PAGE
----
“Oh, I’m a musician, and I have a law degree.”

    “It’s a good thing you mentioned the law degree, because when you said ‘musician’ I almost took you to our cheap, scratch and dent room.

    “The law degree gets you into our better guitars.The best of them is this PRS. It’s made by a small company in Maryland. Very exclusive. Most of our postgraduate degree customers like them. Here, try it.”

    “Wow, this sounds and plays great. And it’s really pretty. And you say it’s exclusive, too. So the riffraff can’t buy these, huh?”

    “Buy them? Sir, they’re not even allowed to look at them. Do you need any help getting this into your BMW?”

    “BMW? How did you know?”

    “You did say ‘law degree’. The doctors all drive Mercedes.”

    “And the musicians without postgraduate degrees?”

    “I ask them if they need help getting the guitar into their girlfriend’s beater.”
     
    #16 LSchefman, Jul 29, 2019
    Last edited: Jul 29, 2019
  17. CyFan4036

    CyFan4036 New Member

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    Like this one?
    [​IMG]
     
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  18. LSchefman

    LSchefman Hears Tones

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    There is a reason - it is that in the early days of racing, cars were painted in their agreed-upon national colors. Italian cars were painted red, but only after they won a big race closer to 1910; the French cars were painted blue (the Bugattis being a good example); German cars were white until the 1930s; British cars were green, and US cars were red in the early days as well, but later went to Navy and white or white and navy.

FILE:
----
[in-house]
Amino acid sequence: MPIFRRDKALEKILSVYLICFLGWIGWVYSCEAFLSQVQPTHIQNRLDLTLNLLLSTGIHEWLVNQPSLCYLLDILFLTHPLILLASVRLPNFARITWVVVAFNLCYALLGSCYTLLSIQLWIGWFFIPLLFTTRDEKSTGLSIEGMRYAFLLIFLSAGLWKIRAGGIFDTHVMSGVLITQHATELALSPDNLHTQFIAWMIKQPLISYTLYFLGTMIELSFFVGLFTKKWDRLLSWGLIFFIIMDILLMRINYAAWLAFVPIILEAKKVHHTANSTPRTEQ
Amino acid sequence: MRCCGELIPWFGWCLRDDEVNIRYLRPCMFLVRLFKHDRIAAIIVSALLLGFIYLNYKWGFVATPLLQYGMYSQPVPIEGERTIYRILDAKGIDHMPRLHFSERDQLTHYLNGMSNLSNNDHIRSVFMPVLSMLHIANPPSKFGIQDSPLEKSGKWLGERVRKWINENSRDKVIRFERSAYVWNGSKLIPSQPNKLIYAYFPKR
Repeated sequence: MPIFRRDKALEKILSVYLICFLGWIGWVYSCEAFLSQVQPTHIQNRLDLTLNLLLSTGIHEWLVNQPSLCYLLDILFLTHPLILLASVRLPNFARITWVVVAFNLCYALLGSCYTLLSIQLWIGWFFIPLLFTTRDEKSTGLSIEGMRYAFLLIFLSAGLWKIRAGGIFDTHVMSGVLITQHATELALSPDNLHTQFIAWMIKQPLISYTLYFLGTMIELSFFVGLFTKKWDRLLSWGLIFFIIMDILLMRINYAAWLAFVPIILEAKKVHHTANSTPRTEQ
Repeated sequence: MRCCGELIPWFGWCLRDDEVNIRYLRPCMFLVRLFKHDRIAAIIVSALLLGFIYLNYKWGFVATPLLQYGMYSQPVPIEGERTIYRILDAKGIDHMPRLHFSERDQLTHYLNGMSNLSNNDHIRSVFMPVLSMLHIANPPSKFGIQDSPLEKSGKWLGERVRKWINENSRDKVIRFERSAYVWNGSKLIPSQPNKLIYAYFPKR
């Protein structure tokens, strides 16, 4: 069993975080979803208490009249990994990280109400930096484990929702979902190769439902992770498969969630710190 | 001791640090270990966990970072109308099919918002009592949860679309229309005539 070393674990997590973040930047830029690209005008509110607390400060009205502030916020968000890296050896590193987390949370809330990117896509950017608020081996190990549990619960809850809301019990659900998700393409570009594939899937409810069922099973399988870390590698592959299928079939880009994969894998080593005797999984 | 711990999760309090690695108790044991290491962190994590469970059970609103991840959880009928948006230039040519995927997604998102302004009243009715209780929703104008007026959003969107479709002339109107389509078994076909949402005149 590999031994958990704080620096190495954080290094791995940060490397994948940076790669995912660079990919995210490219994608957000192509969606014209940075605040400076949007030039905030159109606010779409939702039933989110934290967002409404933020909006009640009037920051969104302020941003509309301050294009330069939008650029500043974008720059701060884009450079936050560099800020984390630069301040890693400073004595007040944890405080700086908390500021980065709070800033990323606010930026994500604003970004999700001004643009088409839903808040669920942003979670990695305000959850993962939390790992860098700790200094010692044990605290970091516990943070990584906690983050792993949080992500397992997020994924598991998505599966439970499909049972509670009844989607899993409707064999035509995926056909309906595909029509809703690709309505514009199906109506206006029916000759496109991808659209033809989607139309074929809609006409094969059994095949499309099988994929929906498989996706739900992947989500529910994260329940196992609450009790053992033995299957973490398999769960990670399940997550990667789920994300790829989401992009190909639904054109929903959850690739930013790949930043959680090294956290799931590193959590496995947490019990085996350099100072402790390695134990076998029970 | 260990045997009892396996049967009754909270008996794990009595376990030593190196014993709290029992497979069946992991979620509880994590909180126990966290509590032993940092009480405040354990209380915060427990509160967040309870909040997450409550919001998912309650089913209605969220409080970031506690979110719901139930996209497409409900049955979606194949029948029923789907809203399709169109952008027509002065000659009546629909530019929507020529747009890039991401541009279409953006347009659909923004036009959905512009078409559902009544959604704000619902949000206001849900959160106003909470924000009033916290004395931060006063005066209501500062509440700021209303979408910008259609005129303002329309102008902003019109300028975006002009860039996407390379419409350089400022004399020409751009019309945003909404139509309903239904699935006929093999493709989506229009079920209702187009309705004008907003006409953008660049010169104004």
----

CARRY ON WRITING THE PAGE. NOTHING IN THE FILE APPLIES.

When Ferrari spun off from the Alfa Romeo racing team just before WW2, Enzo’s cars stayed red with the yellow horse shield thing, but they were painted a lighter shade of red than Alfa’s darker red.

    However it wasn’t just Alfa and Ferrari; Fiat and Maserati also raced red cars.

    In any case, Ferrari racing cars are red (or were when I still followed racing) because they’re still honoring that history, and the street cars are often red for the same reason. Plus, it’s badazz.

    Of course, now racing cars are painted in sponsor livery, and none of this matters any more. I think that’s kinda a drag, but what can ya do.
     
    #18 LSchefman, Jul 29, 2019
    Last edited: Jul 29, 2019
  19. CyFan4036

    CyFan4036 New Member

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    Fwiw, I think variety is the spice of life...i could, and have, enjoy guitars in many different colors.
     
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  20. Mozzi

    Mozzi https://imgur.com/user/BAMozzy/posts

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    I don't disagree but I prefer my variety to be in terms of the models and tonal palette rather than have a rainbow of guitars. I am a bit flexible in the colours I would add to my collection - hence the Charcoal Cherry Burst Special - but my first choice will always be Red - and I will NEVER own a Blue Guitar!!